Even if we have only met once, you will know one indisputable truth about me: I don’t take many things seriously. I always, cue Mr. Idle — look on the bright side of life. At least I try to anyway. Even in the darkest of times, I think it’s vitally important to find humor.
Whenever I visit anyone in a hospital, for example, my goal is to make that person smile and laugh, even at my own expense. I don’t know why or how I got this way, but humor has become very much a response mechanism for me.
I recently read a piece from TIME entitled Laughter Helps the Brain Relax.’ How Humor Can Combat Coronavirus Anxiety. It is a fantastic piece which I highly recommend you read. Here’s just one of many excerpts that is completely on par with my own way of thinking:
“Are we allowed to chuckle yet? We’d better, psychologists and humorists say. Laughter can be the best medicine, they argue, so long as it’s within the bounds of good taste. And in a crisis, it can be a powerful coping mechanism.”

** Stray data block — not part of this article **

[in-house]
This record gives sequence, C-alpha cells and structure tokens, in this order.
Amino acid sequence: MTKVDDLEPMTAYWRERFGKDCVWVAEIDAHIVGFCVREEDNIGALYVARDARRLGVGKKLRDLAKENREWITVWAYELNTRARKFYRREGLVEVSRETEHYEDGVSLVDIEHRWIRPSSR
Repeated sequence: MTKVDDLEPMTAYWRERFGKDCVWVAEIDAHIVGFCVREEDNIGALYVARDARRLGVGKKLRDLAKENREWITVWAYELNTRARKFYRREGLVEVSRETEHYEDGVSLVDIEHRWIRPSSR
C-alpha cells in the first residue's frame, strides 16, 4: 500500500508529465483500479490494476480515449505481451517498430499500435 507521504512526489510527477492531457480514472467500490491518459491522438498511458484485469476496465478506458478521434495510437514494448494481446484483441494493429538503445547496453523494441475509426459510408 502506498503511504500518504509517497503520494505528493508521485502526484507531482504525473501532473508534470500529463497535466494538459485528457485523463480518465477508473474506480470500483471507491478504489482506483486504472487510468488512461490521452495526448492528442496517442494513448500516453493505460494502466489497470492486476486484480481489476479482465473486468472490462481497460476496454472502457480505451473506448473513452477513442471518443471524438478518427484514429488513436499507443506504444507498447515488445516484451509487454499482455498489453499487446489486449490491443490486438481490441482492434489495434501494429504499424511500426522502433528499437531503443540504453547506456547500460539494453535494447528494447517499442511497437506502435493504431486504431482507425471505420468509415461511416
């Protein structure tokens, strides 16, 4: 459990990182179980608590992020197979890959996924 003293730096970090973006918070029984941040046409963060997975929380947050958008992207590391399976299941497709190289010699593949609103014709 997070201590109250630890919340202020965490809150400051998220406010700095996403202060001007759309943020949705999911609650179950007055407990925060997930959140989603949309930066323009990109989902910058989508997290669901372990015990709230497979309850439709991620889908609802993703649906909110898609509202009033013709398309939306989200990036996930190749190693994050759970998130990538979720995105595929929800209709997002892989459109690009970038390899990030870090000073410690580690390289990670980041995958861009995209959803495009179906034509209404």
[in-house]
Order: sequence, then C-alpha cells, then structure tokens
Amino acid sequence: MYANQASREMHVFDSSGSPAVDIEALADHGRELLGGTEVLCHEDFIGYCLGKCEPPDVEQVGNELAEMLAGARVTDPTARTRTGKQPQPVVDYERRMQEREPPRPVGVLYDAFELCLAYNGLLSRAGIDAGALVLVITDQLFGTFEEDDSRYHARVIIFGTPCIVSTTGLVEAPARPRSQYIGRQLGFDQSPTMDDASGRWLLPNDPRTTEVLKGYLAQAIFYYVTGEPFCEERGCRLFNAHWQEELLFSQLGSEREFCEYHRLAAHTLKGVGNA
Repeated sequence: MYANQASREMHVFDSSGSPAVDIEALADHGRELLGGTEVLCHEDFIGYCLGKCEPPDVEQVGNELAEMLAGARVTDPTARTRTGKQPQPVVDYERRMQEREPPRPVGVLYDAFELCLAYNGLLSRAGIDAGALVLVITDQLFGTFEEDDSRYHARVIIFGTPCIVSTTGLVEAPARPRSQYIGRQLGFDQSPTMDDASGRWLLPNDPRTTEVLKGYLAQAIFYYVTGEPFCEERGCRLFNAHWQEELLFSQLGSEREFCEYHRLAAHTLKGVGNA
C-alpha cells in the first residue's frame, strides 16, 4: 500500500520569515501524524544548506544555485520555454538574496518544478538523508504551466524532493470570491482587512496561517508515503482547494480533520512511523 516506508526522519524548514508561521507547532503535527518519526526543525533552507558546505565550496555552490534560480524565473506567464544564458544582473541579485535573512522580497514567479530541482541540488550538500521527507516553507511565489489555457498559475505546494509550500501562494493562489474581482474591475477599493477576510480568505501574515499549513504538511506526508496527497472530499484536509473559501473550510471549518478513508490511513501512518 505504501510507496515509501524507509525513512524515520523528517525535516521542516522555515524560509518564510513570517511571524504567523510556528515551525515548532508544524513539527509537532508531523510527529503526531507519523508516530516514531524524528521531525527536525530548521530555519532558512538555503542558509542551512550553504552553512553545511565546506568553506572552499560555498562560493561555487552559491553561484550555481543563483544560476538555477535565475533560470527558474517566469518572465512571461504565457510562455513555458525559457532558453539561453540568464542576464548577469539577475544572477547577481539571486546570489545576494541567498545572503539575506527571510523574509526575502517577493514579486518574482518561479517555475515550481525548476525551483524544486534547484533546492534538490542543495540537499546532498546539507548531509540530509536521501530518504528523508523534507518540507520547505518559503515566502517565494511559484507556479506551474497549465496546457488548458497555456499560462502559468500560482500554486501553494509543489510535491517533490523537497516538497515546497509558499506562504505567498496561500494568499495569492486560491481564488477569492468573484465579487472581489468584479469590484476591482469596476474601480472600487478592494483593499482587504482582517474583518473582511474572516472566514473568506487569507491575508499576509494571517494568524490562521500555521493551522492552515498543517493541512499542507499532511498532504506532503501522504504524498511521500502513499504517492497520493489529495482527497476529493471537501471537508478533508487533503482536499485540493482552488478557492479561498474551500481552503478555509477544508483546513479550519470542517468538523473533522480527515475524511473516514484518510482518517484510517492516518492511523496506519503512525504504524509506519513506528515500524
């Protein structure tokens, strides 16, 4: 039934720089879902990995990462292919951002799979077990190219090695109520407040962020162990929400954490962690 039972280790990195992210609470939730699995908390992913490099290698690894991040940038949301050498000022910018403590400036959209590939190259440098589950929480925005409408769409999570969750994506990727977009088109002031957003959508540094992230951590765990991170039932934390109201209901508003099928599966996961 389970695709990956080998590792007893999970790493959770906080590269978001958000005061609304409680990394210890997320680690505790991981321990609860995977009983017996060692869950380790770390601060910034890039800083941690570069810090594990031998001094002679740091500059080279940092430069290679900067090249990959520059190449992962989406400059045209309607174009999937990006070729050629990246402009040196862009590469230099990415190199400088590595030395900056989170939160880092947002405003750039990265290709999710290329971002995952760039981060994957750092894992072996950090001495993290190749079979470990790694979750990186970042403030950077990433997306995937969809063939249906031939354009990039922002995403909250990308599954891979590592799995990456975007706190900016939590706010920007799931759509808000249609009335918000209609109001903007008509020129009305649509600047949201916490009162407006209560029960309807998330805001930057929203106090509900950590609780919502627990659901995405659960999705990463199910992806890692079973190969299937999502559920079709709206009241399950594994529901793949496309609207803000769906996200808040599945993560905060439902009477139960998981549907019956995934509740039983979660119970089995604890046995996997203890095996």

Notice the use of the word “coping” vs my use of the word “response” re: the word mechanism. Different words. Same result. Same benefit.
Then there’s How Humor Can Be A Leader’s Friend In A Crisis, a recent piece in Forbes. One of the most insightful and spot on lines from this brilliant piece may very well be the last words of it:
“A leader who tells jokes on himself is one who demonstrates a kind of vulnerability that encourages followers to see the real person behind the title. It positions the leader if not exactly one of us, then one close to us. And now that so many employees are working from home, a leader who can apply humor is insightful and resourceful.”
To Humor Or Not To Humor, That Is the Question
Now rest assured we’re talking about two different things here. On one hand we’re talking about leaders and their use of humor during a crisis or at any time, quite frankly. And on the other hand we’re talking about brands and if it’s ok for them to use humor right now, during this particular moment in time.